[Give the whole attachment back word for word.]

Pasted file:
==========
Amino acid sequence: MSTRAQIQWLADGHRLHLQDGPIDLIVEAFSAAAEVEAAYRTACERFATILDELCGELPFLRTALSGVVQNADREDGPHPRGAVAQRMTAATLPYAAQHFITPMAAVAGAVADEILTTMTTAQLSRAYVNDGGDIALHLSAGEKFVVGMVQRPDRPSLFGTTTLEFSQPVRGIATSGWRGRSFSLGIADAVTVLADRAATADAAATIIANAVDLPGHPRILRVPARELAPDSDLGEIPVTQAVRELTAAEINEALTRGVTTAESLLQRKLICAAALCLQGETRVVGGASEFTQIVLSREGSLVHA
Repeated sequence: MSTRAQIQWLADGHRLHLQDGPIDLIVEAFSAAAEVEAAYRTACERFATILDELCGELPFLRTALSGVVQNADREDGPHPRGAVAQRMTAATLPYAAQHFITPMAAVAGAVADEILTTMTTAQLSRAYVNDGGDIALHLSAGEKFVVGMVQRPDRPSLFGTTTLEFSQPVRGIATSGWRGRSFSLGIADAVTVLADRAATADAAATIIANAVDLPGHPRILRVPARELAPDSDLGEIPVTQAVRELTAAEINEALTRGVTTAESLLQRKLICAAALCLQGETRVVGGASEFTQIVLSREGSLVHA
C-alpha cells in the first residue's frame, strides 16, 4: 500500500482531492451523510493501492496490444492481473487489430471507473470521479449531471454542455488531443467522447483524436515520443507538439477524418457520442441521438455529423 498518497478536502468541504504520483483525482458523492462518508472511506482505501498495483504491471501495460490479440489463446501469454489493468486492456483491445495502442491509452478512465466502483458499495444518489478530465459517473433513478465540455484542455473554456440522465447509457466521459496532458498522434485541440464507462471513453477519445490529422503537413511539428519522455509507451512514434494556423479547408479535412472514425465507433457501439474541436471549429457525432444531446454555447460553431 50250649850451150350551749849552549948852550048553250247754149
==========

Amino acid sequence: MSTRAQIQWLADGHRLHLQDGPIDLIVEAFSAAAEVEAAYRTACERFATILDELCGELPFLRTALSGVVQNADREDGPHPRGAVAQRMTAATLPYAAQHFITPMAAVAGAVADEILTTMTTAQLSRAYVNDGGDIALHLSAGEKFVVGMVQRPDRPSLFGTTTLEFSQPVRGIATSGWRGRSFSLGIADAVTVLADRAATADAAATIIANAVDLPGHPRILRVPARELAPDSDLGEIPVTQAVRELTAAEINEALTRGVTTAESLLQRKLICAAALCLQGETRVVGGASEFTQIVLSREGSLVHA
Repeated sequence: MSTRAQIQWLADGHRLHLQDGPIDLIVEAFSAAAEVEAAYRTACERFATILDELCGELPFLRTALSGVVQNADREDGPHPRGAVAQRMTAATLPYAAQHFITPMAAVAGAVADEILTTMTTAQLSRAYVNDGGDIALHLSAGEKFVVGMVQRPDRPSLFGTTTLEFSQPVRGIATSGWRGRSFSLGIADAVTVLADRAATADAAATIIANAVDLPGHPRILRVPARELAPDSDLGEIPVTQAVRELTAAEINEALTRGVTTAESLLQRKLICAAALCLQGETRVVGGASEFTQIVLSREGSLVHA
C-alpha cells in the first residue's frame, strides 16, 4: 500500500482531492451523510493501492496490444492481473487489430471507473470521479449531471454542455488531443467522447483524436515520443507538439477524418457520442441521438455529423 498518497478536502468541504504520483483525482458523492462518508472511506482505501498495483504491471501495460490479440489463446501469454489493468486492456483491445495502442491509452478512465466502483458499495444518489478530465459517473433513478465540455484542455473554456440522465447509457466521459496532458498522434485541440464507462471513453477519445490529422503537413511539428519522455509507451512514434494556423479547408479535412472514425465507433457501439474541436471549429457525432444531446454555447460553431 50250649850451150350551749849552549948852550048553250247754149